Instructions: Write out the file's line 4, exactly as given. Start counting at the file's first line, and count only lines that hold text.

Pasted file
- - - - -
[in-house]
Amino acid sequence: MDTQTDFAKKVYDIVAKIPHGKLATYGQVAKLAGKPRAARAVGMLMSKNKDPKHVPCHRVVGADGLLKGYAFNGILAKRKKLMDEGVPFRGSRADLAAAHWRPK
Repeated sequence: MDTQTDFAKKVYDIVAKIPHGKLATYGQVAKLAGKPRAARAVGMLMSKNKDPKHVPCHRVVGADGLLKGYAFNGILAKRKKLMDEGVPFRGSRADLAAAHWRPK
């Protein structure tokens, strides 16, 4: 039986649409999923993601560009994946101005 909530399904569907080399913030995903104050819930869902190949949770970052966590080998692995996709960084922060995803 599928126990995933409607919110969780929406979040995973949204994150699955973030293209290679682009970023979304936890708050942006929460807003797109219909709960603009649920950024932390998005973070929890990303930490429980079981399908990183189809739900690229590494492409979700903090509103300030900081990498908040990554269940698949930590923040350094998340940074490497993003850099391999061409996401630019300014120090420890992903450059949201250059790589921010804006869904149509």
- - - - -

């Protein structure tokens, strides 16, 4: 039986649409999923993601560009994946101005 909530399904569907080399913030995903104050819930869902190949949770970052966590080998692995996709960084922060995803 599928126990995933409607919110969780929406979040995973949204994150699955973030293209290679682009970023979304936890708050942006929460807003797109219909709960603009649920950024932390998005973070929890990303930490429980079981399908990183189809739900690229590494492409979700903090509103300030900081990498908040990554269940698949930590923040350094998340940074490497993003850099391999061409996401630019300014120090420890992903450059949201250059790589921010804006869904149509």